Twelve years ago I bought fourteen acres of woods and swamp near Allentown, Pennsylvania. Even before we put in a road, I would hike along the deer trails, shedding my clothes in a grove of tall pine trees a stone's throw from where we eventually built our home. As the years went on and I continued my trekking through the fields and forests, swimming nude in the pond, living for weeks without clothing, I made a startling discovery: I had casually evolved from an atheist to a believer. No, that's not quite it. "Belief" says too much and not enough. I was comfortable with the sense of an always present, all-pervasive uniting spiritual presence. To put it another way, I became aware of God.
Nakedness in and of itself is sacred to many people. As Walt Whitman declared: The man's body is sacred, and the woman's body is sacred; No matter who it is it is sacred... If any thing is sacred, the human body is sacred...
Nakedness has been integral to many religions. According to Morris Jastrow, Jr., writing in The Religion of Babylonia and Assyria, the ancient Babylonians worshipped entirely naked, probably because "at one time it was customary to remove one's garments preliminary to stepping into the gods' presence, just as among the Arabs the cult of Caaba in Mecca was conducted by the worshipers at an early period without their clothes. The custom so frequently referred to in the Old Testament, to remove one's shoes upon entering sacred territory -- a custom still observed by the modern Muslim, who leaves his shoes outside of the Mosque -- may be regarded as an indication that in an earlier period people removed their garments as well as the sandals. It may be that the order to take off the sandals alone, as recorded in the Old Testament, is nothing but a euphemistic phrase (suggested by a more refined age) to strip one's self. Certainly, when we find that in the days of Saul, the seers went about naked, there can no longer be any doubt that the Hebrews, too, like the Arabs and Babylonians, entered the holy presence naked."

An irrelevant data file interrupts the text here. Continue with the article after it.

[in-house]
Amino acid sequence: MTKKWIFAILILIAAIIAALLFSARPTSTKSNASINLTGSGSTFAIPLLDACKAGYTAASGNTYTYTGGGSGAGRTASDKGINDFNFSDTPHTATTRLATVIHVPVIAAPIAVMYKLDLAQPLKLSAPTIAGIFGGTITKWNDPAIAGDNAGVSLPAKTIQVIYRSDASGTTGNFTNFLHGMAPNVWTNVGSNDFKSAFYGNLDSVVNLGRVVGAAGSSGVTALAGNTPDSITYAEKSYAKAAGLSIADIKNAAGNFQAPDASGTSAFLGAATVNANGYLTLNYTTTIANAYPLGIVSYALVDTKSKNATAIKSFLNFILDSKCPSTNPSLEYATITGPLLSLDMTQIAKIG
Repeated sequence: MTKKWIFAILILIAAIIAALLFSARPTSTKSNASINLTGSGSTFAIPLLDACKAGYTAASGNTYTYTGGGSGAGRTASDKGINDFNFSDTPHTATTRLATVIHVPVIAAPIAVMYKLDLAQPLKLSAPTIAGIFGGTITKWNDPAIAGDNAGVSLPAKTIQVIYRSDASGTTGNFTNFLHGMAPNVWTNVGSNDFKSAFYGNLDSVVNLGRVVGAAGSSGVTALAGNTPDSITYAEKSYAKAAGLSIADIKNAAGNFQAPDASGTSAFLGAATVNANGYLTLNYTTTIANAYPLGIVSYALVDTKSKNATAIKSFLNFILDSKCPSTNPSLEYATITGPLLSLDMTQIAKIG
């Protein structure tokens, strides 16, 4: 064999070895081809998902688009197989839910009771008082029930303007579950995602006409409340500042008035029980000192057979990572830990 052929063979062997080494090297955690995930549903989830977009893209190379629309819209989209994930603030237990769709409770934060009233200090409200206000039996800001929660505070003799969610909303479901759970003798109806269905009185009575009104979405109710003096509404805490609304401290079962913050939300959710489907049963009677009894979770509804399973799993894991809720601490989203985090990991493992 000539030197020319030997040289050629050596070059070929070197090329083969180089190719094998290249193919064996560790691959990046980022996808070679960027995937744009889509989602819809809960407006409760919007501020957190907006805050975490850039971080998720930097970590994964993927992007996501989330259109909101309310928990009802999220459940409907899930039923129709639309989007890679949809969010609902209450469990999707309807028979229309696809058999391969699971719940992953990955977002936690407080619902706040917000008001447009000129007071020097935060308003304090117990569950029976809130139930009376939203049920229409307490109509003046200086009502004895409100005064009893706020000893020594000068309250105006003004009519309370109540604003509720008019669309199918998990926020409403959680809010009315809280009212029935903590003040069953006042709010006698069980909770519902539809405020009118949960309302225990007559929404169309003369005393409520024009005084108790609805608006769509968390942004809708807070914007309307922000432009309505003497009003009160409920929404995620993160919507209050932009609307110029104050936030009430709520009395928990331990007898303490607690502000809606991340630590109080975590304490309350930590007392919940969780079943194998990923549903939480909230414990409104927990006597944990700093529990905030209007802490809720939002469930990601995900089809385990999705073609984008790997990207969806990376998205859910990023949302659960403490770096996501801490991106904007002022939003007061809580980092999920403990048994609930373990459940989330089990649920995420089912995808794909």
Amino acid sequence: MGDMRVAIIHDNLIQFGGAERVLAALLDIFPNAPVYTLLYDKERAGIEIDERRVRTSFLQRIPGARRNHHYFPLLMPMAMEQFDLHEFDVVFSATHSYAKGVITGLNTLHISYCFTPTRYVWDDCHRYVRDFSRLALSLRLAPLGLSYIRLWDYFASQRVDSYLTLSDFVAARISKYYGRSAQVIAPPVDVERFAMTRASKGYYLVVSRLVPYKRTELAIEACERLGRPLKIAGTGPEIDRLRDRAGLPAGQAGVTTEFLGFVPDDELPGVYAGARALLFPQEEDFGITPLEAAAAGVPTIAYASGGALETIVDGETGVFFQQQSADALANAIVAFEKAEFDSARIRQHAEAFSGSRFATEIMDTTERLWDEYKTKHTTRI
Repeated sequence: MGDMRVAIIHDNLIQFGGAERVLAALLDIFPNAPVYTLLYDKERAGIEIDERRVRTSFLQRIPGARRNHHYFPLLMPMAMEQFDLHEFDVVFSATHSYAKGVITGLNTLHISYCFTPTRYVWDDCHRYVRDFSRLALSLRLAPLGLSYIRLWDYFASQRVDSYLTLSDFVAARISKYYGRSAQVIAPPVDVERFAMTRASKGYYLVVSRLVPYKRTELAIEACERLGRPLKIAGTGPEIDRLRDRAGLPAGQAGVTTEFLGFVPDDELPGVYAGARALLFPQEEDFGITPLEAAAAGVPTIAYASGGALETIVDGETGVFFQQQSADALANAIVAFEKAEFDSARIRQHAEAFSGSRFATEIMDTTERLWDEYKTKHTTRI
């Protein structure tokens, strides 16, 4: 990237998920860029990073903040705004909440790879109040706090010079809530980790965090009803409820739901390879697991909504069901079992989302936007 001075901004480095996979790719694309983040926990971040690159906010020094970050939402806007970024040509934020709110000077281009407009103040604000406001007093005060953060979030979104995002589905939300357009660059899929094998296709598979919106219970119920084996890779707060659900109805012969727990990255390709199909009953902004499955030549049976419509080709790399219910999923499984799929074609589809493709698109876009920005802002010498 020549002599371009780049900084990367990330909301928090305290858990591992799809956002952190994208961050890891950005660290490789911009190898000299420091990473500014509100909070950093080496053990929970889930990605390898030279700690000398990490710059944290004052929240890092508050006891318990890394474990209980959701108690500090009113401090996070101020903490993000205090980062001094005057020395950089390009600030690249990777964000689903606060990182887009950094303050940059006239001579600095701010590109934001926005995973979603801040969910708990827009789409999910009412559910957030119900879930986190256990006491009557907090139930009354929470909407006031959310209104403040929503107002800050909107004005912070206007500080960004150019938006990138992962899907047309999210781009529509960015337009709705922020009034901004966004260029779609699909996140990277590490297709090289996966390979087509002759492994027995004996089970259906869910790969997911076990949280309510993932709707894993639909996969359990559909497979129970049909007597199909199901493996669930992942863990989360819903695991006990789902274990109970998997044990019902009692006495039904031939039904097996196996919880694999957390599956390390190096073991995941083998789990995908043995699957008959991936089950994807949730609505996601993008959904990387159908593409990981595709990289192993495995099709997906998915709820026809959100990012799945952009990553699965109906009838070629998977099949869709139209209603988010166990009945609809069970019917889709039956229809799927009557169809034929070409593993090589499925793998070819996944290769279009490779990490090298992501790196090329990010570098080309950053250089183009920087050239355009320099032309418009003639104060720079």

Many of the Greek gods and goddesses were worshiped in naked, sometimes, frenzied ecstacy. And the Essene gospels, said to have been written in the first century A.D., urged worshipers to: "Put off your shoes and your clothing and suffer the angel of air to embrace all your body. Then breathe long and deeply that the angel of air may be brought within you... truly, all must be born again by air and by truth, for your body breathe the air of the Earthly Mother and spirits breathes the truth of the Heavenly Father. "After the angel of air, seek the angel of water. Put off your shoes and your clothing and suffer the angel of water to embrace all your body. Cast yourselves wholly into his enfolding arms, and as often as you move the air with your breath, move with your body the water also... In very truth all must be born again of water and of truth, your body bathes in the river of life everlasting."